Bluetooth low energy (BLE) is a special type of Bluetooth developed with the specific goal of using as little power as possible. Although BLE has gained its market foothold in consumer devices such as headsets and smart watches, it is now being marketed more heavily for IoT and industry 4.0 implementations where failures in security could result in bodily injury and/or major, physical damages. This presentation provides an overview the challenges of BLE security testing, a methodology for performing a BLE security analysis and an evaluation existing tools for their suitability in assessing BLE applications.
Rikke Jensen – Blu-tack and phish alarms: creative practice and DIY security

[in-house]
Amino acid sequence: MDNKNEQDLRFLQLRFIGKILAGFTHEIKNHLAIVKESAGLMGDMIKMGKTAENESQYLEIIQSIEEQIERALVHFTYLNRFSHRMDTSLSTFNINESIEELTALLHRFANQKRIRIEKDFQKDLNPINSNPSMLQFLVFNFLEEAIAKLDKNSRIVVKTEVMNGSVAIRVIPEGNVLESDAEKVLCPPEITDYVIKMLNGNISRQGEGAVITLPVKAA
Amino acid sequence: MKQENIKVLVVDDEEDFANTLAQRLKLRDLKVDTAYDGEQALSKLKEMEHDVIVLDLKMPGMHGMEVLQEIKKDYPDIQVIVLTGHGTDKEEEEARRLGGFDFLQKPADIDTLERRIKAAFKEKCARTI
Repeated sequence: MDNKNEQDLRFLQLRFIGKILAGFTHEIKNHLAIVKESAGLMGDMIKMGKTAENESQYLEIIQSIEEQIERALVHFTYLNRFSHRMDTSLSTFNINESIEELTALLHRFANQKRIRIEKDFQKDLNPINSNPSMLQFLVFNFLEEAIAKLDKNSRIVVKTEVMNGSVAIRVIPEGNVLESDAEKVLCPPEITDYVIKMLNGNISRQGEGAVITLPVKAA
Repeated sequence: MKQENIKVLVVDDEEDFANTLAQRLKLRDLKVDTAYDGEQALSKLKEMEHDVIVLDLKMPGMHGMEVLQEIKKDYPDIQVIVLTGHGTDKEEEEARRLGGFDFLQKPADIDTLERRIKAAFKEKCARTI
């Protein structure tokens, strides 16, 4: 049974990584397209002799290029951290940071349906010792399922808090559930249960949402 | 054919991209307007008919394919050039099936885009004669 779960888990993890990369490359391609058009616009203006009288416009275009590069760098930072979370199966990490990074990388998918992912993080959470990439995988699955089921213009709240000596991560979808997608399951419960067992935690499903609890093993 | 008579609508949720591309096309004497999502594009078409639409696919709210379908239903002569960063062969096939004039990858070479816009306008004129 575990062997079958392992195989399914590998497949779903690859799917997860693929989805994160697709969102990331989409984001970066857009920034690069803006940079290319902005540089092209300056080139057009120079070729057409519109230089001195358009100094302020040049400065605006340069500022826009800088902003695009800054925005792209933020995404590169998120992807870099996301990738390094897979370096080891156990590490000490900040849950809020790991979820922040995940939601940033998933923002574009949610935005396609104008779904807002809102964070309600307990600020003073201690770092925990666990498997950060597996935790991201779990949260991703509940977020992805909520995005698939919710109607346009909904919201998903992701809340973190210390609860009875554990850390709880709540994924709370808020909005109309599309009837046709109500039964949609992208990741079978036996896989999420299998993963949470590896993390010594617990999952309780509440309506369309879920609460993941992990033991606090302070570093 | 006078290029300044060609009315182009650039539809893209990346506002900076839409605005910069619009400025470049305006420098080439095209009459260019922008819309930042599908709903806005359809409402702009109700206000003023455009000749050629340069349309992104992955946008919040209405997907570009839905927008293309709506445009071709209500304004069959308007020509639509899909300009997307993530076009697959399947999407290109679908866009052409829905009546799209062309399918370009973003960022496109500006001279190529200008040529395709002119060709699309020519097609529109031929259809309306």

In this presentation, I explore the relationship between digital practices and security through specific institutional cultures, examining how different members of those cultures conceptualise particularly risky spaces, objects, people, networks and structures. Using examples from my work within large organisations, I illustrate how creative practices, often used to negotiate creaking organisational infrastructures, navigate particular articulations of risk and security. I explore how people embedded within large organisations understand and experience risk primarily in relation to their use of digital technology and mobile devices; practices that range from clicking on 'dodgy' email attachments to securing WiFi access from informal sources. Whilst digital technologies, and those who use them, have largely been perceived as potentially risky and worthy of practices that seek to securitise them, there is evidence to suggest that the measures and systems that have attempted to curtail digital risks are potentially counter-productive. This presentation aims to illustrate the erosion of information security behaviours and attitudes as well as the production of subversive practices that creatively find ways around organisational measures in place to police them.